The attacks against Bivol describe its journalists as “profit seekers” who make up stories to blackmail politicians and extort money.

The website’s journalists told CPJ they are being harassed. On October 10, a Kanal 3 crew showed up unannounced at the Paris rental apartment where Tchobanov lives. “They came to my home on a day I was traveling, to film my rented apartment and harass my family,” Tchobanov, who had publicly announced his travel plans, told CPJ. “If they had called ahead of time, I would have made an appointment with them, but they never tried to get in touch with me.”

Kanal 3’s program director, Iva Stoyanova, said on air that the station was repeating the methods Bivol used when it tried to interview a Bulgarian businesswoman in connection with the alleged disappearance of EU food aid funds. Stoyanova said Kanal 3 was investigating “the people who term themselves the guardians of justice and independent journalism.”

According to Bivol’s investigations, Peevski, who is a deputy in Bulgaria’s parliament, is implicated in high-level corruption around the 2011 privatization of Bulgaria’s biggest tobacco manufacturer Bulgartabac; the 2014 bankruptcy of one of the country’s biggest lenders, the Corporate Commercial Bank; and the disappearance of the EU funds–all cases that Bivol has investigated and reported on. Peevski has not commented on Bivol’s investigations. CPJ’s attempts to reach Peevski through the New Bulgarian Media Group, phone calls, and emails sent via the press department of his party, the Movement for Rights and Freedoms, were unsuccessful.

Yordanov told CPJ he has received threats in relation to his work in the past. In December 2007 he was beaten in front of his home in Burgas by assailants armed with knives and clubs. At the time, Yordanov was investigating corruption in real estate. No one has been brought to justice yet for the attack.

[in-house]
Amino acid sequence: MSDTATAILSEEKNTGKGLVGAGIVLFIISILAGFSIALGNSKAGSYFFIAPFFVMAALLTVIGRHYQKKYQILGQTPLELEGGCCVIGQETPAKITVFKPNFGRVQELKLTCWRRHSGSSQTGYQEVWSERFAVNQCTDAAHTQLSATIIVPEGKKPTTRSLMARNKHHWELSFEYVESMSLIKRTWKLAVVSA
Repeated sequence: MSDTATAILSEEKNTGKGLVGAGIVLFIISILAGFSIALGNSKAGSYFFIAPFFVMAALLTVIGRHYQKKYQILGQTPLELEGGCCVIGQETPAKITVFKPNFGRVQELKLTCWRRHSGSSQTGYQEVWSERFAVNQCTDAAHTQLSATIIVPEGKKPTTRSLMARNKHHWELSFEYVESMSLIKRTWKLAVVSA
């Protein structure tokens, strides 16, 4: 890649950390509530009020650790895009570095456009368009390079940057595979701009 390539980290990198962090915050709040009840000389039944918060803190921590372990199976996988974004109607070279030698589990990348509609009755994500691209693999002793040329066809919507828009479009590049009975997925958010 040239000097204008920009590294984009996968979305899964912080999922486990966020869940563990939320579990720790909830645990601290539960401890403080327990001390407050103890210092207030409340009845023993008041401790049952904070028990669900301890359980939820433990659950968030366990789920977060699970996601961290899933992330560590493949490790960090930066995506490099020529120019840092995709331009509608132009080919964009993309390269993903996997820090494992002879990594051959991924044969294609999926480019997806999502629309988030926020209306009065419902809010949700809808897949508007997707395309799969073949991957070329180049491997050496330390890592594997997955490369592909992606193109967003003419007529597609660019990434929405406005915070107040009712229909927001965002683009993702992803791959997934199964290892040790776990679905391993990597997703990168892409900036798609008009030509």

Your Excellency, as an international organization that defends press freedom, we ask that you use the authority of your office to ensure that the threats against Bivol are fully investigated and to guarantee the safety of its journalists. We call on you to ensure that the surveillance and break-in at the home of Stoyanov are investigated.

We also call on you to affirm the importance of independent, investigative journalism to Bulgaria’s democratic society, and to emphasize the primary role of the media as public watchdog.

Thank you for your attention to this urgent matter. We await your response.


Joel Simon
CPJ Executive Director

Rosen Plevneliev, President of the Republic of Bulgaria
Elena Poptodorova, Ambassador of Bulgaria to the United States
Martina Strong, Deputy Chief of Mission at the U.S. Embassy in Bulgaria
Jean-Claude Juncker, President of the European Commission
Frans Timmermans, First Vice President of the European Commission
Federica Mogherini, EU High Representative for Foreign Affairs and Security Policy
Donald Tusk, President of the European Council
Martin Schulz, President of the European Parliament
Stavros Lambrinidis, EU Special Representative for Human Rights
Günther Oettinger, European Commissioner for Digital Economy and Society
Elmar Brok, Chairman of the Committee on Foreign Affairs, European Parliament
Elena Valenciano, Chairwoman of the European Parliament Subcommittee on Human Rights
David Kaye, U.N. Special Rapporteur on the Promotion and Protection of the Right to Freedom of Opinion and Expression
Dunja Mijatović, OSCE Representative on Freedom of the Media
Nils Muižnieks, Commissioner for Human Rights, Council of Europe